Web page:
You will find the tools that you need. You will take bits and pieces of different theories and practices. You’ll talk to parents and doctors and therapists. You’ll take something from each of them. You’ll even find value in those you don’t agree with at all. Sometimes the most. From the scraps that you gather, you will start to build your child’s quilt. A little of this, a little of that, a lot of love.
You will speak hesitantly at first, but you’ll find your voice. You will come to see that no one knows your child better than you do. You will respectfully listen to the experts in each field. You will value their experience and their knowledge. But you will ultimately remember that while they are the experts in science, you are the expert in your child.

You will think you can’t handle it. You will be wrong.

This is not an easy road, but its rewards are tremendous. It’s joys are the very sweetest of life’s nectar. You will drink them in and taste and smell and feel every last drop of them.

You will be OK.

You will help your sweet boy be far better than OK. You will show him boundless love. He will know that he is accepted and cherished and celebrated for every last morsel of who he is. He will know that his Mama’s there at every turn. He will believe in himself as you believe in him. He will astound you. Over and over and over again. He will teach you far more than you teach him. He will fly.

You will be OK.

And I will be here for you. Every step of the way.

Be blessed

Wednesday, October 5, 2011

Swallow Study

Today I got up at the break of dawn and got Noah in the car to head to Dallas. Honestly I hate driving to Dallas. Its better doctors so that is why I go but really really hate the drive. Today it took...hmm...90 minutes I would say. Traffic is always horrible and then there is construction which throws off my gps so its a whole boat load of fun. :)

We get there and hurry up and wait. Story of everyones lives huh, just hurry up to do everything we do just to wait. Anyways, I put a mask on Noah. I do not need him catching something and being in the hospital. When we registered he was coughing. The lady registering him looks at me and says "How long has he had that!" I said since birth! He has a cough its his thing he isnt sick. People assume. I hate that. I hate when people turn away when he coughs thinking he is sick, I hate when people look at me like I am horrible and starving him to death because I dont order him food. People dont assume! Ask! And ask nicely not in a judging way. You dont know all the details.

Then we got moved from one waiting area to another there was a little boy there. I heard his mom talking to the dr about his gtube. That opened up conversation for us. He was 11 and there with his twin brother. The boy was in a wheelchair and not mobile. Pretty much non verbal too. I hate to say that though because I heard him "speak". You could tell what he wanted and what mood he was in. Noah went right over to him tried to move his wheelchair outta the way so he could play. I told him not too but the boys mom said Noah was fine. The boy loved watching Noah and Noah was laughing at what the boy and his brother were doing. Then the boy reaches over and takes off Noahs mask. LOL. He didnt look like he could control his movements enough to do that. His mom hollered at him but I told her it was fine. Noah was very appreciative of the kid taking his mask off bc he hated it on. I loved watching them play together. Noah inspected every part of the wheel chair, he was so curious. I am hoping my children will be very tolerant of other people especially ones with special needs. Right now it is all they know really.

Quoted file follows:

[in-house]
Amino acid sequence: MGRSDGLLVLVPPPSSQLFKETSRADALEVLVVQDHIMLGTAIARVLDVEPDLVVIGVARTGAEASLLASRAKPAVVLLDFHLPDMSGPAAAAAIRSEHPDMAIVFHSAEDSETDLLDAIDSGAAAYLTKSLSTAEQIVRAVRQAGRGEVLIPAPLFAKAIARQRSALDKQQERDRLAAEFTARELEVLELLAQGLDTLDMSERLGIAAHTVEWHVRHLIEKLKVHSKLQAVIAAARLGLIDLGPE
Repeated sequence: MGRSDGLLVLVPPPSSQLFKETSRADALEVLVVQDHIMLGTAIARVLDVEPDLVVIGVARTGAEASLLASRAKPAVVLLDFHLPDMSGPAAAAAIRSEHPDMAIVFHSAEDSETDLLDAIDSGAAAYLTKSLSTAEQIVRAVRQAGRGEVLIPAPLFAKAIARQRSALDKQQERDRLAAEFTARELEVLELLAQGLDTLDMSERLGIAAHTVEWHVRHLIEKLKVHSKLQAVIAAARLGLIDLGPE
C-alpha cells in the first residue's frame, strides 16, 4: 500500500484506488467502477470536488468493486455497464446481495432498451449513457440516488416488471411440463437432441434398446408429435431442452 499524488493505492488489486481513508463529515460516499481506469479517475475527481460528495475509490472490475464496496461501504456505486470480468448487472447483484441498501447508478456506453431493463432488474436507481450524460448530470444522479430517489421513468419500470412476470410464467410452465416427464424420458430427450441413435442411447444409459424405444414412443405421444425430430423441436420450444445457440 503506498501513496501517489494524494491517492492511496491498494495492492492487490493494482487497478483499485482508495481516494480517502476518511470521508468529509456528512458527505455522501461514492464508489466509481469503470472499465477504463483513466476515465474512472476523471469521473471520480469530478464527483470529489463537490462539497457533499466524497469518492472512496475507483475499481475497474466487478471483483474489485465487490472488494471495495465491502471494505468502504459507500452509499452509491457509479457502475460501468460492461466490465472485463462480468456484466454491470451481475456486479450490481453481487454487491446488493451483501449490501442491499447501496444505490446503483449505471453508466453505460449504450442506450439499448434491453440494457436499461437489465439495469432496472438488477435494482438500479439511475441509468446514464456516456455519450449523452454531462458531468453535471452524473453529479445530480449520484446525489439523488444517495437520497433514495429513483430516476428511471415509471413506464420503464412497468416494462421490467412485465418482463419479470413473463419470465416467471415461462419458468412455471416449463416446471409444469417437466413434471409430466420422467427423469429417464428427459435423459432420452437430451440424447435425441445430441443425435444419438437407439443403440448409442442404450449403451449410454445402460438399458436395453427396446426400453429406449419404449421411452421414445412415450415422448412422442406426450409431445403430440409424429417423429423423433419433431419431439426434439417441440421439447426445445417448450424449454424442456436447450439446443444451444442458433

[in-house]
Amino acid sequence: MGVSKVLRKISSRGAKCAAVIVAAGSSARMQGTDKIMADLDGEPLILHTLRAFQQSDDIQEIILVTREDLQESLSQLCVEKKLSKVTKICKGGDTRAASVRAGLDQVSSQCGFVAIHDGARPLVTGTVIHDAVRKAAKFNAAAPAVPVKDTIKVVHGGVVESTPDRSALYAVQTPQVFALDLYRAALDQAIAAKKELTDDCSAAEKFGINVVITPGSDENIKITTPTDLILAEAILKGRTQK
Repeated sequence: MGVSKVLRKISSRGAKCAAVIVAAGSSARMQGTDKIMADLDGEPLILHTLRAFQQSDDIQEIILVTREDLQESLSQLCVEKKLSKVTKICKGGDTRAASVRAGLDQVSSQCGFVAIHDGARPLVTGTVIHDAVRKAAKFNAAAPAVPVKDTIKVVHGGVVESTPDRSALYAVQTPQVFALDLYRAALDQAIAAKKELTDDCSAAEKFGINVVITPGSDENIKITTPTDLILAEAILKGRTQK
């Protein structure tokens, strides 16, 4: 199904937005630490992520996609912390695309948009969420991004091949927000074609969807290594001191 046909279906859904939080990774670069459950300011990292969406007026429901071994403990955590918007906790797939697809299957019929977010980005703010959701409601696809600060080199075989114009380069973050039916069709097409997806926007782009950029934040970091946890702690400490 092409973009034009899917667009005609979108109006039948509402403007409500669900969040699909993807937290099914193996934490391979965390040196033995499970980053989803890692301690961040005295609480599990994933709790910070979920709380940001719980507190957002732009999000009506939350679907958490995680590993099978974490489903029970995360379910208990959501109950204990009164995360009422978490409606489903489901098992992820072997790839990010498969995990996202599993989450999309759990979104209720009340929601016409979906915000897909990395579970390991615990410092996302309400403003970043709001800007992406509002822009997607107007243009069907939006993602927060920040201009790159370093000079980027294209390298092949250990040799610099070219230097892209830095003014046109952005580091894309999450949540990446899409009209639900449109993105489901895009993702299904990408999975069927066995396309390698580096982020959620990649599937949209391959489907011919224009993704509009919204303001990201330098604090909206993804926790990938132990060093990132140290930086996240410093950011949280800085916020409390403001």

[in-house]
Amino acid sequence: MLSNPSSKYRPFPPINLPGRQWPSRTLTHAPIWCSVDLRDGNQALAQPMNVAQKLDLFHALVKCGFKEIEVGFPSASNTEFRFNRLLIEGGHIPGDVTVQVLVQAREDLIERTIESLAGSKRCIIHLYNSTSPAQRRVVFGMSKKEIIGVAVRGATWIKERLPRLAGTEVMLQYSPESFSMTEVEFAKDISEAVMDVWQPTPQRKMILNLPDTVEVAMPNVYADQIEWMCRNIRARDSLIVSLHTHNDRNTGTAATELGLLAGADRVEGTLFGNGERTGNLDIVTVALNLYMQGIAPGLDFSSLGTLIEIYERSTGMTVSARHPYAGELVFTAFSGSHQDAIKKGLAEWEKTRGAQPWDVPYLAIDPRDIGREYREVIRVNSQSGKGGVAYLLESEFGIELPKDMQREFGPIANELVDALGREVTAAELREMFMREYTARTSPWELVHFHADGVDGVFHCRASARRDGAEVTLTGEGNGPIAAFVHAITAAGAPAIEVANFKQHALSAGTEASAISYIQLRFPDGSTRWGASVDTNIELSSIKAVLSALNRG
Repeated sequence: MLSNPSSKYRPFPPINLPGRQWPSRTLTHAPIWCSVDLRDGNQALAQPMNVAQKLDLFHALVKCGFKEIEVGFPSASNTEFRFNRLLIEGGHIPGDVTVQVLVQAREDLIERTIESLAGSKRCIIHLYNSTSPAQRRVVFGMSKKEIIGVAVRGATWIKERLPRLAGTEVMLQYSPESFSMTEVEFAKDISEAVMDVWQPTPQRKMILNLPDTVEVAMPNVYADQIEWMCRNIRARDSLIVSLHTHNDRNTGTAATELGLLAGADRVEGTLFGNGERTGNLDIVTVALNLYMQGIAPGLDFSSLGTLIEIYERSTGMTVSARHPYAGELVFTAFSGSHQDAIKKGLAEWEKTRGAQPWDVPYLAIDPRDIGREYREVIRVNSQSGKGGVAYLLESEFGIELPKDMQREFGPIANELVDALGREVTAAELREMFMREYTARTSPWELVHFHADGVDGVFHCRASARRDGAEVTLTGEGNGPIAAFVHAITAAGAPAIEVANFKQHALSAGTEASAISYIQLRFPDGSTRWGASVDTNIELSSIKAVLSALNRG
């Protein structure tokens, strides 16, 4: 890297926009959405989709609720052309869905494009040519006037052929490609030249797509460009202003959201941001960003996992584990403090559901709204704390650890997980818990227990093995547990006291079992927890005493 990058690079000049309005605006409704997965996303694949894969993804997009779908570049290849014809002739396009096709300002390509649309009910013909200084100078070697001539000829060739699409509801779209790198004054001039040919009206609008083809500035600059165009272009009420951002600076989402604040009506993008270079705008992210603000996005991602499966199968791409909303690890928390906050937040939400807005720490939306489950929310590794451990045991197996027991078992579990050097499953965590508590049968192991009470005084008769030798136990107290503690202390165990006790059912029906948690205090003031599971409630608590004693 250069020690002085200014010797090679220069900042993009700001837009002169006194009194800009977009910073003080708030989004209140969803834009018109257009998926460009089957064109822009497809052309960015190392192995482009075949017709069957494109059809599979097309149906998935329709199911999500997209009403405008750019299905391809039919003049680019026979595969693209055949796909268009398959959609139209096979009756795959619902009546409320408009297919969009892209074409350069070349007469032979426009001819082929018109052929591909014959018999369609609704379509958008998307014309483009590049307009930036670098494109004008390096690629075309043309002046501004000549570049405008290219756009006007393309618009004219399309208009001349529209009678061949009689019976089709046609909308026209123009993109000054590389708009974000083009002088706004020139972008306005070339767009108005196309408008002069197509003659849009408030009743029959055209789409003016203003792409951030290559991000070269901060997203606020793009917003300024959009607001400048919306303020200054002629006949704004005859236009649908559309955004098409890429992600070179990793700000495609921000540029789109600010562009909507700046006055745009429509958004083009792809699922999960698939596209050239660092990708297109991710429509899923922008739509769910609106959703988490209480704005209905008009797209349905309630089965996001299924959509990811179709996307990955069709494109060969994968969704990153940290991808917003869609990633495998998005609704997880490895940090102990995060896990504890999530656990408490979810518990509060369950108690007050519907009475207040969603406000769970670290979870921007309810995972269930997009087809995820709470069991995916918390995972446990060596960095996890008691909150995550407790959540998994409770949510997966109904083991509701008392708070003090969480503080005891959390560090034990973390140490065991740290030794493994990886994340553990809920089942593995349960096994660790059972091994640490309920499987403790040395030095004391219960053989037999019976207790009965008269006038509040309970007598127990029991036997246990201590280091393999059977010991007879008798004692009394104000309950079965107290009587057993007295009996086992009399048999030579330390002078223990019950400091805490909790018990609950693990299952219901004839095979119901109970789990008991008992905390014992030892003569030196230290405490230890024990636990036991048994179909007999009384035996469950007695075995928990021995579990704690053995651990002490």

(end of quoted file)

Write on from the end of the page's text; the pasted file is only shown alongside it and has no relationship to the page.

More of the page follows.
So we get back there and get suited up. There are about 6 of us or so. Noah is the center of attention. The one specialist gets the food and begins to feed him. Yeah right! Noah looks at her like, "Woman you arent getting anywhere near me with that!" I laughed out loud at his expression. She gave it 2 mins or less and said "Mom you do it!" Then I began to try. He was a tough sell but I managed to get a couple bites in there. It was bite 42 pictures lots of chatting back and forth, make him look here, wild noises trying to get him to look, hold his hand down, more crazy noises, lots of people talking, next bite 42 pictures and it all starts again. I tried to bring calm to the storm and started singing itsy bitsy while I was feeding him. Seemed to work great for getting him to look, not so much for getting him to eat.

What we learned was his anatomy was better today than last study. So what does that mean. Everything works so no answers as to why he wont allow it to work.

Great. Really I am ok with it. He will eat when God wants him to and until then we will just deal with this.

Be blessed